Marijuana reforms in Virginia to address possession penalties, epilepsy treatment

RICHMOND – Virginia probably will ease up a bit in its laws against marijuana by making it easier for epilepsy patients to obtain cannabis extract oils and by relaxing the penalty for people caught with small amounts of marijuana.

Gov. Terry McAuliffe is expected to sign the handful of marijuana-related bills passed by the General Assembly during its recent session. They include SB 1027, which will allow Virginia pharmacies to make and sell marijuana extract oils for treating intractable epilepsy, and HB 2051 and SB 1091, which will eliminate the state’s punishment of automatically suspending the driver’s license of adults convicted of simple marijuana possession.

Currently, it is illegal in Virginia to purchase THC-A or CBD oils. In 2015, the General Assembly carved out one exception – for people who suffer from intractable epilepsy. Epilepsy patients and their caregivers are allowed to possess the marijuana extract oils. But they face problems buying the medication.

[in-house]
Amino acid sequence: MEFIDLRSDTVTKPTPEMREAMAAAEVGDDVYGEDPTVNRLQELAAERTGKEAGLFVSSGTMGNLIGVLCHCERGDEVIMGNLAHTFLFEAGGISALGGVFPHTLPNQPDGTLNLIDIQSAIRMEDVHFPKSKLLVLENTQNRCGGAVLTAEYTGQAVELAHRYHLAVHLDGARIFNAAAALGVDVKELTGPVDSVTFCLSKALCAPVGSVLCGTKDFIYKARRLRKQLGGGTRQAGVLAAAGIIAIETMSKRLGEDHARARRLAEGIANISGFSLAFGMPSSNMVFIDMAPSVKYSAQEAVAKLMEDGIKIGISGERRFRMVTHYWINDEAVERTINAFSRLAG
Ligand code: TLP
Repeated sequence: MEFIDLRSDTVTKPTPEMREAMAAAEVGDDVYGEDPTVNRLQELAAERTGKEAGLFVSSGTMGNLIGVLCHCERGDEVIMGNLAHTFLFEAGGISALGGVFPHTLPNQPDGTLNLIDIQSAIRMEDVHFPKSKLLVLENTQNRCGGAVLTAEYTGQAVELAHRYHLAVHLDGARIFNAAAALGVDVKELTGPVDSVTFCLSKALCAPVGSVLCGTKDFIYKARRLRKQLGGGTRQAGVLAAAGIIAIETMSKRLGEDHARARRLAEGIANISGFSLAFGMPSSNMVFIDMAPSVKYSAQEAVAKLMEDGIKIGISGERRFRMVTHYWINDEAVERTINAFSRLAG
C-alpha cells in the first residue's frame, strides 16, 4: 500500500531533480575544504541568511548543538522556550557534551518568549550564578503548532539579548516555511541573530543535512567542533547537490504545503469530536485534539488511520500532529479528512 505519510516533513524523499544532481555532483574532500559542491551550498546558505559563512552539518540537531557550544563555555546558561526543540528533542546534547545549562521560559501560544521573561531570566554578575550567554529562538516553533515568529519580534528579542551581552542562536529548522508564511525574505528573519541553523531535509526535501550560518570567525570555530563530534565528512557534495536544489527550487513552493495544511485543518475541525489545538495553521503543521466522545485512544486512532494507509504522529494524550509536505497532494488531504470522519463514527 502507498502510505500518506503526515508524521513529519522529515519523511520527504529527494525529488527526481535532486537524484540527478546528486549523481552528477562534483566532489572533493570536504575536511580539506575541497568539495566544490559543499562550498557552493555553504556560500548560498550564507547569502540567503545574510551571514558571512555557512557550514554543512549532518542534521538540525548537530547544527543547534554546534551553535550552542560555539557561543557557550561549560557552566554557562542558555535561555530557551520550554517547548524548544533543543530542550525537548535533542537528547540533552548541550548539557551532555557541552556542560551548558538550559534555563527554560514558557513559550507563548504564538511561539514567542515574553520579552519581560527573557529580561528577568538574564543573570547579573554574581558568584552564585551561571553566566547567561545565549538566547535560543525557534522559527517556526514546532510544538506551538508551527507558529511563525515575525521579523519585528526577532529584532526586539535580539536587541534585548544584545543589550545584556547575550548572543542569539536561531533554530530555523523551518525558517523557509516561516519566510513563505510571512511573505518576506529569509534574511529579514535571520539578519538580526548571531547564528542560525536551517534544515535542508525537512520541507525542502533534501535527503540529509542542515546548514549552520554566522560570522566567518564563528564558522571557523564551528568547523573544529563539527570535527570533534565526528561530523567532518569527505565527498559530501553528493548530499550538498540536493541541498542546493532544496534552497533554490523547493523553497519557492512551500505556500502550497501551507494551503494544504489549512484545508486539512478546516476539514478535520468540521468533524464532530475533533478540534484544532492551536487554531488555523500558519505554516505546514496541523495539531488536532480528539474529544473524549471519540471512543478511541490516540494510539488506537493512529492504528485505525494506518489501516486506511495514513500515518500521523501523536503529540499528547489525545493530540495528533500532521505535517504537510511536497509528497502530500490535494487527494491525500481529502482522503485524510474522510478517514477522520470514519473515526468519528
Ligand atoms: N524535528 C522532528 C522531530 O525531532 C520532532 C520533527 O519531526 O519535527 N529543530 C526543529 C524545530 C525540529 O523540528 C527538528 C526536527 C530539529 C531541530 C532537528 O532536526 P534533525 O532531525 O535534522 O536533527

SB 1027, sponsored by Sen. David Marsden, D-Fairfax, will allow “pharmaceutical processors” – after obtaining a permit from the state Board of Pharmacy and under the

supervision of a licensed pharmacist – to grow low-THC cannabis, manufacture the oil and then provide it to epilepsy patients who have a written certification from a doctor.

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